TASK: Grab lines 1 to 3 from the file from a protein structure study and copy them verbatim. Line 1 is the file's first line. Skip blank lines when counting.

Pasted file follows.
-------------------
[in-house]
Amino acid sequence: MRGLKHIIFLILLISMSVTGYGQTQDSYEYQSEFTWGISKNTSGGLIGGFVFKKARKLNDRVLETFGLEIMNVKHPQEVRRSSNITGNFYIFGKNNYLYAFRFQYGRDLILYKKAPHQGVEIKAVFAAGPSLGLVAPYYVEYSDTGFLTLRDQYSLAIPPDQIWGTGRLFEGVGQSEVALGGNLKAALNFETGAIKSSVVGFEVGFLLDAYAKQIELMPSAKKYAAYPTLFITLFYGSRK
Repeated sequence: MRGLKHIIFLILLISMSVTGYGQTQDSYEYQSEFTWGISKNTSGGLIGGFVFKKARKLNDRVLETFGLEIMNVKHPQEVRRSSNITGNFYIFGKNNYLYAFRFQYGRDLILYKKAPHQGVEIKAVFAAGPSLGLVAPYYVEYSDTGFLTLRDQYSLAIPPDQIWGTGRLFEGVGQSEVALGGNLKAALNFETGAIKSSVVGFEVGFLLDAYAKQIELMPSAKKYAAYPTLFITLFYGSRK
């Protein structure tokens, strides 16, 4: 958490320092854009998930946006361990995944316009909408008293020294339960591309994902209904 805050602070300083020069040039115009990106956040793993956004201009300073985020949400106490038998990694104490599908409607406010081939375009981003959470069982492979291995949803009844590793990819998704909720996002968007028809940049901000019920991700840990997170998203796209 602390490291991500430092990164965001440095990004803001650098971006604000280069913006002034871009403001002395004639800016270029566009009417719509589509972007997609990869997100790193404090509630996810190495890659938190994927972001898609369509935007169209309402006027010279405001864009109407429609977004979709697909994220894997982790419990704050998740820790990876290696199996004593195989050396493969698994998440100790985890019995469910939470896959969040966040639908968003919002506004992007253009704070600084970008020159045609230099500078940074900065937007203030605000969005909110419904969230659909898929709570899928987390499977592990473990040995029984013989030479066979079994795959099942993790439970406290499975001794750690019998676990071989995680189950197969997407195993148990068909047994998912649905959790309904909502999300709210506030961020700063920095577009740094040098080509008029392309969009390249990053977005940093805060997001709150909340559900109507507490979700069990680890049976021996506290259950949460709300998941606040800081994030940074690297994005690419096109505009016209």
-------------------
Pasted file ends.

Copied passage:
[in-house]
Amino acid sequence: MRGLKHIIFLILLISMSVTGYGQTQDSYEYQSEFTWGISKNTSGGLIGGFVFKKARKLNDRVLETFGLEIMNVKHPQEVRRSSNITGNFYIFGKNNYLYAFRFQYGRDLILYKKAPHQGVEIKAVFAAGPSLGLVAPYYVEYSDTGFLTLRDQYSLAIPPDQIWGTGRLFEGVGQSEVALGGNLKAALNFETGAIKSSVVGFEVGFLLDAYAKQIELMPSAKKYAAYPTLFITLFYGSRK
Repeated sequence: MRGLKHIIFLILLISMSVTGYGQTQDSYEYQSEFTWGISKNTSGGLIGGFVFKKARKLNDRVLETFGLEIMNVKHPQEVRRSSNITGNFYIFGKNNYLYAFRFQYGRDLILYKKAPHQGVEIKAVFAAGPSLGLVAPYYVEYSDTGFLTLRDQYSLAIPPDQIWGTGRLFEGVGQSEVALGGNLKAALNFETGAIKSSVVGFEVGFLLDAYAKQIELMPSAKKYAAYPTLFITLFYGSRK